Southwark (pronounced ‘suth-ark’) Cathedral, officially called the ‘Cathedral and Collegiate Church of St Saviour and St Mary Overie,’ is located close to London Bridge on the south bank of the Thames River. Today, railway lines and office buildings, including the historic Borough Market, surround the old cathedral. The calm churchyard on the south side of the cathedral is a popular place for local office workers to enjoy their lunch hour – weather permitting. Although the interior of the cathedral is relatively modern (it was begun in 1890), traces of the past are still present there. Remains of the 13th-century arcading can be found in the south aisle, and in the north aisle a wooden effigy of a knight dates from 1275.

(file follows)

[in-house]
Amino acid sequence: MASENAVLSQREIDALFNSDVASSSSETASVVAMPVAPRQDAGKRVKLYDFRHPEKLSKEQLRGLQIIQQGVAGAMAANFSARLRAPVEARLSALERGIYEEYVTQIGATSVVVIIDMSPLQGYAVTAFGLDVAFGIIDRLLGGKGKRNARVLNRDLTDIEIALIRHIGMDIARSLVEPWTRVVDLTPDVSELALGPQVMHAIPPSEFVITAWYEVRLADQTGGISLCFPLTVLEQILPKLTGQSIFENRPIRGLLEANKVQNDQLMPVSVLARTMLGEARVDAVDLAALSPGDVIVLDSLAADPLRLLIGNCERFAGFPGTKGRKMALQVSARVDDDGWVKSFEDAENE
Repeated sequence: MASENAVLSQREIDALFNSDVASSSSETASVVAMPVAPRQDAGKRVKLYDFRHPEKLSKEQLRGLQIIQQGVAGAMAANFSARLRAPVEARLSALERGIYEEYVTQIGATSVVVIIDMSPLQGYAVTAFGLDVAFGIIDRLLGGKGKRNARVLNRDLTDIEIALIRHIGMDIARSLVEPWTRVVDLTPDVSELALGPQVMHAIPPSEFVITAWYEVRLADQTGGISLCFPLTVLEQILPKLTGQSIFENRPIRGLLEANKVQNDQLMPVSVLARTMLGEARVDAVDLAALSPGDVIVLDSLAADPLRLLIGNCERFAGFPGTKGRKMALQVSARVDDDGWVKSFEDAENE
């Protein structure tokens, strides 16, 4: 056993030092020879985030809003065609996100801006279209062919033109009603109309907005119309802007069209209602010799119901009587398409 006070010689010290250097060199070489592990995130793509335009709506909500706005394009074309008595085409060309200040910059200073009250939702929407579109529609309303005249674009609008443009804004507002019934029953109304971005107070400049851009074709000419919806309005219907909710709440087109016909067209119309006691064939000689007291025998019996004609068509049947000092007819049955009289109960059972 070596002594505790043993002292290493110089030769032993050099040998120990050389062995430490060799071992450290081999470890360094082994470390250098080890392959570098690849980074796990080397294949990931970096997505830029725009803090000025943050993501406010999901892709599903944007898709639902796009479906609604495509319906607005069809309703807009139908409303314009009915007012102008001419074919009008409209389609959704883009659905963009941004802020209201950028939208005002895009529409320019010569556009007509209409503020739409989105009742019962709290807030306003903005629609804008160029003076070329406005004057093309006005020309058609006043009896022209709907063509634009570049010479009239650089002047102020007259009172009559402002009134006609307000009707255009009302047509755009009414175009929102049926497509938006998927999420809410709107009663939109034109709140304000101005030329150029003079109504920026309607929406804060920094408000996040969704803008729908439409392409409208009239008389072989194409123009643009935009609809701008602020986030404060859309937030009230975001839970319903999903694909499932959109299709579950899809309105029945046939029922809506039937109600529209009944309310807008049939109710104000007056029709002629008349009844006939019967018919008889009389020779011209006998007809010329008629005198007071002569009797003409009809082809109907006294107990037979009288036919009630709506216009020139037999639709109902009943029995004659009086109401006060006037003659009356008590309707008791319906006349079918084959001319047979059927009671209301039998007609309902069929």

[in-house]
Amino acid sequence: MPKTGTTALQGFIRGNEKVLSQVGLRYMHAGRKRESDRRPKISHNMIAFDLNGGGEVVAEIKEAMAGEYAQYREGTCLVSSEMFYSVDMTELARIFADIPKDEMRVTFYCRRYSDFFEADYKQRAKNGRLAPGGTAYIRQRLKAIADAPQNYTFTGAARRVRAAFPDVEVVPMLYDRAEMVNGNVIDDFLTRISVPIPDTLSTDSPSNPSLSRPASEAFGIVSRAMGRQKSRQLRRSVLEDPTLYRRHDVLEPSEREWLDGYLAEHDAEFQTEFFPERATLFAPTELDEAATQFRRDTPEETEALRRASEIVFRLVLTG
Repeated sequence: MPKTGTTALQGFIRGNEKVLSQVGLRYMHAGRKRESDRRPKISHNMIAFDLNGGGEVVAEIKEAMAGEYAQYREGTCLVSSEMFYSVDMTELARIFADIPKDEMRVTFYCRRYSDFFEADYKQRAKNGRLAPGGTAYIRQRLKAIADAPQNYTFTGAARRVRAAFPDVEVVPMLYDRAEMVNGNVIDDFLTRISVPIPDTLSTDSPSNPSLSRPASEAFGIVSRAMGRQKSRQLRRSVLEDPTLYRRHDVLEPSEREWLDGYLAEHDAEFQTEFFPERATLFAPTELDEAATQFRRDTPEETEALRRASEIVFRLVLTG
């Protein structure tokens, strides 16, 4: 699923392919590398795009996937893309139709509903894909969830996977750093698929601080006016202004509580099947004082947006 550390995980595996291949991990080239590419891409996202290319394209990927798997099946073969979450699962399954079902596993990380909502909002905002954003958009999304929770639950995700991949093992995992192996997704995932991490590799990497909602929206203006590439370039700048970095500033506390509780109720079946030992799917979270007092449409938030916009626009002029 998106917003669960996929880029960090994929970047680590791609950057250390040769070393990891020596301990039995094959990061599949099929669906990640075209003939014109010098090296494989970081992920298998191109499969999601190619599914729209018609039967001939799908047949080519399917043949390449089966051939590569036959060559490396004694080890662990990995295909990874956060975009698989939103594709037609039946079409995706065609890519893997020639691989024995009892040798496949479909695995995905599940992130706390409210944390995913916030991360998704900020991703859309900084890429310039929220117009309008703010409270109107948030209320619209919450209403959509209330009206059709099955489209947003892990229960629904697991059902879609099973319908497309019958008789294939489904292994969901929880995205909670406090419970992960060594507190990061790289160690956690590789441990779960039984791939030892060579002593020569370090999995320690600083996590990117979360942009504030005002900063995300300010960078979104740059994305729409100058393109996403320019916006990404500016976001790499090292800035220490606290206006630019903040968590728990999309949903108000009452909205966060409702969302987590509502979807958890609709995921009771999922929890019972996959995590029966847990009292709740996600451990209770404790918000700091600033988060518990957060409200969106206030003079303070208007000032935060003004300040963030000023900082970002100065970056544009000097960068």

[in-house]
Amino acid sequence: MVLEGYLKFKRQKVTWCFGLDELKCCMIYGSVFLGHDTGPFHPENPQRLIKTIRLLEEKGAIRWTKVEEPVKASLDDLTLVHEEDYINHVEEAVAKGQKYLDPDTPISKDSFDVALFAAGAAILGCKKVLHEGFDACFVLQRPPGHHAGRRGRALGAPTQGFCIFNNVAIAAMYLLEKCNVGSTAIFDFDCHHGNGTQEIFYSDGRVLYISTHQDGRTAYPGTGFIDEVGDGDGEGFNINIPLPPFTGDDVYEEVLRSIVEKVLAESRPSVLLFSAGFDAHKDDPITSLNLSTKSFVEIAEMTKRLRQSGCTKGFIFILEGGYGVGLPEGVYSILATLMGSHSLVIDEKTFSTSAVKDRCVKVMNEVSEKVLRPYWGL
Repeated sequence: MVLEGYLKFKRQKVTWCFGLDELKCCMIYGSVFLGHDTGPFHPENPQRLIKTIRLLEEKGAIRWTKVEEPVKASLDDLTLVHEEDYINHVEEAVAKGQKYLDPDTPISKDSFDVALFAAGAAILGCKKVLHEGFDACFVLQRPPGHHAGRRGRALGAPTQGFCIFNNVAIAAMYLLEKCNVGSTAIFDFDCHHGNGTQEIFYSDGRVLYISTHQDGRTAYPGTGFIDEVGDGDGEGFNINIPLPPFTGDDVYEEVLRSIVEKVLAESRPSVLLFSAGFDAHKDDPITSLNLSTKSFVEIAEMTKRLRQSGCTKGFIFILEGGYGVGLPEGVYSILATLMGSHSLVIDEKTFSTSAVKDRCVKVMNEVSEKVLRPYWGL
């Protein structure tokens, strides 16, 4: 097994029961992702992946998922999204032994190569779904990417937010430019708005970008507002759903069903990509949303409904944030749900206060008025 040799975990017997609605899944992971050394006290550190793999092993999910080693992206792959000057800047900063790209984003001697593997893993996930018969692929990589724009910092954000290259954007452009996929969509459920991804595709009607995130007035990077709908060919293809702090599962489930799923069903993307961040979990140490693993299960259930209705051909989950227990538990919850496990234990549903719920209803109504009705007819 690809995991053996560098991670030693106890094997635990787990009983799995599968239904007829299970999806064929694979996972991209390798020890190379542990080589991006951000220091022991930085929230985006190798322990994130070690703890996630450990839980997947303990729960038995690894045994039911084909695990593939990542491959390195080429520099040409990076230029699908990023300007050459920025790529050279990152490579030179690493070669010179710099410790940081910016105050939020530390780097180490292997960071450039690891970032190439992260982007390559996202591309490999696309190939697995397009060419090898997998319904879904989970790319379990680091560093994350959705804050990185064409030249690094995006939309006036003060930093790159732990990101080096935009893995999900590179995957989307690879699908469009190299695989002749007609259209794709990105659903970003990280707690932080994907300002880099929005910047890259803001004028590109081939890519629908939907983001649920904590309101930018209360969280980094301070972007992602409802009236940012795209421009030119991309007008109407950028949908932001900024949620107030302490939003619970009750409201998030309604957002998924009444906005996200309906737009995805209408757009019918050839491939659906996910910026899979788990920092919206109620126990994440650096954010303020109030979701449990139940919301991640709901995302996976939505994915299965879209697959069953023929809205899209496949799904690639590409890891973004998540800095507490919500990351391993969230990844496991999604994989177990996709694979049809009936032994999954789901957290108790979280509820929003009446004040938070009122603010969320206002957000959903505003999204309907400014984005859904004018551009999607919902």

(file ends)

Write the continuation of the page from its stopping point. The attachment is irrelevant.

Also of note is a monument to the playwright William Shakespeare (the cathedral holds an annual birthday service for ‘The Bard’), which can be found beneath a stained glass window depicting characters from his famous plays. The cathedral was once a riverside priory, and the cloister-style courtyard is on the site of the original cloister that was used during those times. To the north, a more modern development includes the refectory and a gift shop with specially commissioned Southwark Cathedral products. An ancient alleyway, now a pedestrian walkway called Lancelot’s Link, separates the cathedral’s old and new buildings.
Visiting restrictions may apply when services or other activities are taking place. Visitors are always welcome to attend acts of worship. Groups are strongly encouraged to pre-book their visits. Hourly prayers lasting approximately two minutes are practiced throughout the day, from 10:30 a.m. to 4:30 p.m. During the prayers visitors are requested to remain still, and are invited to join in saying The Lord's Prayer in their native language.